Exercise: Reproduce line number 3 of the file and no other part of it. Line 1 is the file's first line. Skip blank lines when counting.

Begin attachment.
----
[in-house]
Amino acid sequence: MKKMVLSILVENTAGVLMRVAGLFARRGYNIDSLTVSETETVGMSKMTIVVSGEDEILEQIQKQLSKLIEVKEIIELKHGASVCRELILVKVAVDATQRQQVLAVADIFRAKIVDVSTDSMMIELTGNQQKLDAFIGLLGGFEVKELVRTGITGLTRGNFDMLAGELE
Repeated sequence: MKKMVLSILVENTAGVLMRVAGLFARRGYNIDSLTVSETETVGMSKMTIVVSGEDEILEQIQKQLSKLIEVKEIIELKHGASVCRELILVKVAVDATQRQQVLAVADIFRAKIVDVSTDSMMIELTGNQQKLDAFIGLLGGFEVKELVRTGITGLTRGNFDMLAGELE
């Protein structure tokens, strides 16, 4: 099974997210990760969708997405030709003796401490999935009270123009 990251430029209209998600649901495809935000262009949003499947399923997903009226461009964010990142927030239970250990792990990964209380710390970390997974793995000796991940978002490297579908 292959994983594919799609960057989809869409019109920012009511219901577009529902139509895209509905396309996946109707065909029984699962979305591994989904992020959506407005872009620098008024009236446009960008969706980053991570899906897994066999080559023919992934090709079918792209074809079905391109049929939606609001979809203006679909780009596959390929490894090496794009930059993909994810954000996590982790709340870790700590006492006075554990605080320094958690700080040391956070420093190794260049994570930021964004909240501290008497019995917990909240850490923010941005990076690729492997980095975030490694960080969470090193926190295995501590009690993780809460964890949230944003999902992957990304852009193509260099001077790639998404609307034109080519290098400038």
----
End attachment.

Repeated sequence: MKKMVLSILVENTAGVLMRVAGLFARRGYNIDSLTVSETETVGMSKMTIVVSGEDEILEQIQKQLSKLIEVKEIIELKHGASVCRELILVKVAVDATQRQQVLAVADIFRAKIVDVSTDSMMIELTGNQQKLDAFIGLLGGFEVKELVRTGITGLTRGNFDMLAGELE